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Descriptive epidemiology of screen and non-screen sedentary time in adolescents: a cross sectional study

Tim S Olds1, Carol A Maher1*, Kate Ridley2 and Daniella M Kittel3

Author Affiliations

1 Health and Use of Time (HUT) Group, Sansom Institute for Health Research, University of South Australia, GPO Box 2471, Adelaide, 5001, South Australia, Australia

2 School of Education, Flinders University, GPO Box 2100, Adelaide, 5001, South Australia, Australia

3 School of Health Sciences, University of South Australia, GPO Box 2471, Adelaide, 5001, South Australia, Australia

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International Journal of Behavioral Nutrition and Physical Activity 2010, 7:92  doi:10.1186/1479-5868-7-92

Published: 31 December 2010



Much attention has been paid to adolescents' screen time, however very few studies have examined non-screen sedentary time (NSST). This study aimed to (1) describe the magnitude and composition of screen sedentary time (SST) and NSST in Australian adolescents, (2) describe the socio-demographic correlates of SST and NSST, and (3) determine whether screen time is an adequate surrogate for total sedentary behaviour in this population.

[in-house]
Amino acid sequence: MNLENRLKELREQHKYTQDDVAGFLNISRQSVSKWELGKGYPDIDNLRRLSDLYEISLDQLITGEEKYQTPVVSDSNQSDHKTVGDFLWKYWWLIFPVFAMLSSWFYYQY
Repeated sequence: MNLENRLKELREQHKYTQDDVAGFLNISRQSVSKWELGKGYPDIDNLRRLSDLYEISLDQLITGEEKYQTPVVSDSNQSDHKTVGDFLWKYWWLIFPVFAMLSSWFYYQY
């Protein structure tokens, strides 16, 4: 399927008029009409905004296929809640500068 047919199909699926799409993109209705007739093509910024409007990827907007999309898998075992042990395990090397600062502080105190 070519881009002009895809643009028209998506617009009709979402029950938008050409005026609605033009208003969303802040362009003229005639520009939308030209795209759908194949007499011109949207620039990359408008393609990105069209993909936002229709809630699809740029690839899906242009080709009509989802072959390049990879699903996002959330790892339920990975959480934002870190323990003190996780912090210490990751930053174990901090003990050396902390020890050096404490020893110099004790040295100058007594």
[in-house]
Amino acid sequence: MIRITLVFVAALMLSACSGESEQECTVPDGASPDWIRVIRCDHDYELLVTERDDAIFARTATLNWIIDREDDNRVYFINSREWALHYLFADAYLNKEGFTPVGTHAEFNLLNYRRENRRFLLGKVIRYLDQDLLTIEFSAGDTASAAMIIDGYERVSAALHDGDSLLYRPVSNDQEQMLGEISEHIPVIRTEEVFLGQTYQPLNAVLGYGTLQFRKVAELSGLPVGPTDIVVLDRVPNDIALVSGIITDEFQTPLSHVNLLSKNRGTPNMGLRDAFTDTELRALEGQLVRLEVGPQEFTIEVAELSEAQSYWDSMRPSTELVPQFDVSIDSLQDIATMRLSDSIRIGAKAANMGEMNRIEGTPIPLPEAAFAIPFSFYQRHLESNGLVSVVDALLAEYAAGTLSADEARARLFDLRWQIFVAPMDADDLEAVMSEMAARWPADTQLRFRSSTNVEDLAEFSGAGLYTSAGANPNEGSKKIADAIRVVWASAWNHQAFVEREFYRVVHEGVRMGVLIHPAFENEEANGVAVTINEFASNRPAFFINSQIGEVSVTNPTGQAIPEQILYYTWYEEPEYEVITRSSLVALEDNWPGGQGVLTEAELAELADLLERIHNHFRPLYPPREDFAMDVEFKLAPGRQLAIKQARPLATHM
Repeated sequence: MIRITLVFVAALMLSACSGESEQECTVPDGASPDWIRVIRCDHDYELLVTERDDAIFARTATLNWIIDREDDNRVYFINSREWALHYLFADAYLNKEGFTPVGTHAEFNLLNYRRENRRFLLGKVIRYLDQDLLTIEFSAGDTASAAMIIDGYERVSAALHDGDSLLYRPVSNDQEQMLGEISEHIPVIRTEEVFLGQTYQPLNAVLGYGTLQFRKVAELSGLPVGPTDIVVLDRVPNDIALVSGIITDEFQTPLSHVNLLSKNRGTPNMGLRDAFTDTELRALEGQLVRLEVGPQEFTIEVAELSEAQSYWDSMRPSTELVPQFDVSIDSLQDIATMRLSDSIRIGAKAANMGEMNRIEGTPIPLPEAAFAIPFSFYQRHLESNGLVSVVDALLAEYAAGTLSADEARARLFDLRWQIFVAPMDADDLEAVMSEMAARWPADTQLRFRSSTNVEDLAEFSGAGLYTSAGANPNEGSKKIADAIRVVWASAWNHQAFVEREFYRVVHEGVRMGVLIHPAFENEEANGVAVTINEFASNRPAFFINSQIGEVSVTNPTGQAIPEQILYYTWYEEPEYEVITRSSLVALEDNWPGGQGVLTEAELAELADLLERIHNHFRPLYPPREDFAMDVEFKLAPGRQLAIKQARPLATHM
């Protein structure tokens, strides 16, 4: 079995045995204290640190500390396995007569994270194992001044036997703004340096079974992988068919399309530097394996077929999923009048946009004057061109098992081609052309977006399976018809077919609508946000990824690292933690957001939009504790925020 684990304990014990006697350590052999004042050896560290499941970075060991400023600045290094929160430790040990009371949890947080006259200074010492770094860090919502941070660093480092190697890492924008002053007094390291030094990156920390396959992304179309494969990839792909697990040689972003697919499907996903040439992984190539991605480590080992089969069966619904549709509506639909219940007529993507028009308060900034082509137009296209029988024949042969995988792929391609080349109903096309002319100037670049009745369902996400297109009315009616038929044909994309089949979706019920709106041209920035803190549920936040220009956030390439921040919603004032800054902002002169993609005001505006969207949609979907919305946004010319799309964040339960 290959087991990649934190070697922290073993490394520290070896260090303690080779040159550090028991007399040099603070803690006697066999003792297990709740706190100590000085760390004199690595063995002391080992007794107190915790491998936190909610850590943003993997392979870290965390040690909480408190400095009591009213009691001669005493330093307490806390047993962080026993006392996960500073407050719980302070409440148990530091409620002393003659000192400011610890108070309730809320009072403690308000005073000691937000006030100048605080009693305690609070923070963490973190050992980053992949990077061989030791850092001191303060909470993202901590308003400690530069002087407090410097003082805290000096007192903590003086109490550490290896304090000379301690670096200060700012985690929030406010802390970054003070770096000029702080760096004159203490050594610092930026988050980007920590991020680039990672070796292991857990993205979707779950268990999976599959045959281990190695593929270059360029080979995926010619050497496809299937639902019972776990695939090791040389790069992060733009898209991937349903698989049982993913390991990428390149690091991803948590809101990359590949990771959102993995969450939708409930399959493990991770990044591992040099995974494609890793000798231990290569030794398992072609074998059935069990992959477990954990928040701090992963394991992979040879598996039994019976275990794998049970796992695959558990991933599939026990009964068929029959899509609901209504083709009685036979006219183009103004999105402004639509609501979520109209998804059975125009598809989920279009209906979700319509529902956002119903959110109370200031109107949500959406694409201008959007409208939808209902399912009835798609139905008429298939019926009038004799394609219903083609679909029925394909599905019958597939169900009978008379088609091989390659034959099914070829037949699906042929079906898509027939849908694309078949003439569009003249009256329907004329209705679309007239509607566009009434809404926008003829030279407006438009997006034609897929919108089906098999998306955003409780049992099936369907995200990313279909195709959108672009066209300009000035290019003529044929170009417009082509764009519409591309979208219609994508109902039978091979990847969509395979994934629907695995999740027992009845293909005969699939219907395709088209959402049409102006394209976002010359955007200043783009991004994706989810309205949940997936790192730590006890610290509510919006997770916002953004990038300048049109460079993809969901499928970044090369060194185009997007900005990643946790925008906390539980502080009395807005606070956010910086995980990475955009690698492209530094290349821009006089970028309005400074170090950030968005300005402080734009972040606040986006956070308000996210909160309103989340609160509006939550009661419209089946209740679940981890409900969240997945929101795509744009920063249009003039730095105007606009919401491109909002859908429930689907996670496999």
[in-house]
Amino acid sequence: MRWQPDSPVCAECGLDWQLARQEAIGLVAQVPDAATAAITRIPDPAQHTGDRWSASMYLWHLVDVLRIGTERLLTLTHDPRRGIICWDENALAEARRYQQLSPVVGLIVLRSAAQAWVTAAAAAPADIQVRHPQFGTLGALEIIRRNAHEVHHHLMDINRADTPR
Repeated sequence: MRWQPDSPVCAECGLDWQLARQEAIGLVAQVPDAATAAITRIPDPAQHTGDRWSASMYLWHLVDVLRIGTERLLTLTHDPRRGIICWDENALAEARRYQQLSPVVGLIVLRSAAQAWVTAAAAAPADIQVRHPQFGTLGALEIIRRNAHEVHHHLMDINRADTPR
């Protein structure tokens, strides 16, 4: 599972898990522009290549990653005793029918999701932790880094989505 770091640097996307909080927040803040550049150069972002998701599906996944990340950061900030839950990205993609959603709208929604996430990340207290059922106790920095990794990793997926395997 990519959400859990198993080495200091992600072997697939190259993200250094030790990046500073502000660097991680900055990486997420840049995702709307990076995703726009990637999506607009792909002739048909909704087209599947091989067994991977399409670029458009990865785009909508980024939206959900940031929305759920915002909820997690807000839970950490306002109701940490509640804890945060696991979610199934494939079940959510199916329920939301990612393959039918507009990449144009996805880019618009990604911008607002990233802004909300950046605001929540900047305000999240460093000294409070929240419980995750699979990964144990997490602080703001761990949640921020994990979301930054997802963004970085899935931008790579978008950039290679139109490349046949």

2200 9-16 year old Australians provided detailed use of time data for four days. Non-screen sedentary time (NSST) included time spent participating in activities expected to elicit <3 METs whilst seated or lying down (other than sleeping), excluding screen-based activities (television, playing videogames or using computers). Total sedentary time was the sum of screen time and NSST.


Adolescents spent a mean (SD) of 345 (105) minutes/day in NSST, which constituted 60% of total sedentary time. School activities contributed 42% of NSST, socialising 19%, self-care (mainly eating) 16%, and passive transport 15%. Screen time and NSST showed opposite patterns in relation to key socio-demographic characteristics, including sex, age, weight status, household income, parental education and day type. Because screen time was negatively correlated with NSST (r = -0.58), and exhibited a moderate correlation (r = 0.53) with total sedentary time, screen time was only a moderately effective surrogate for total sedentary time.


To capture a complete picture of young people's sedentary time, studies should endeavour to measure both screen time and NSST.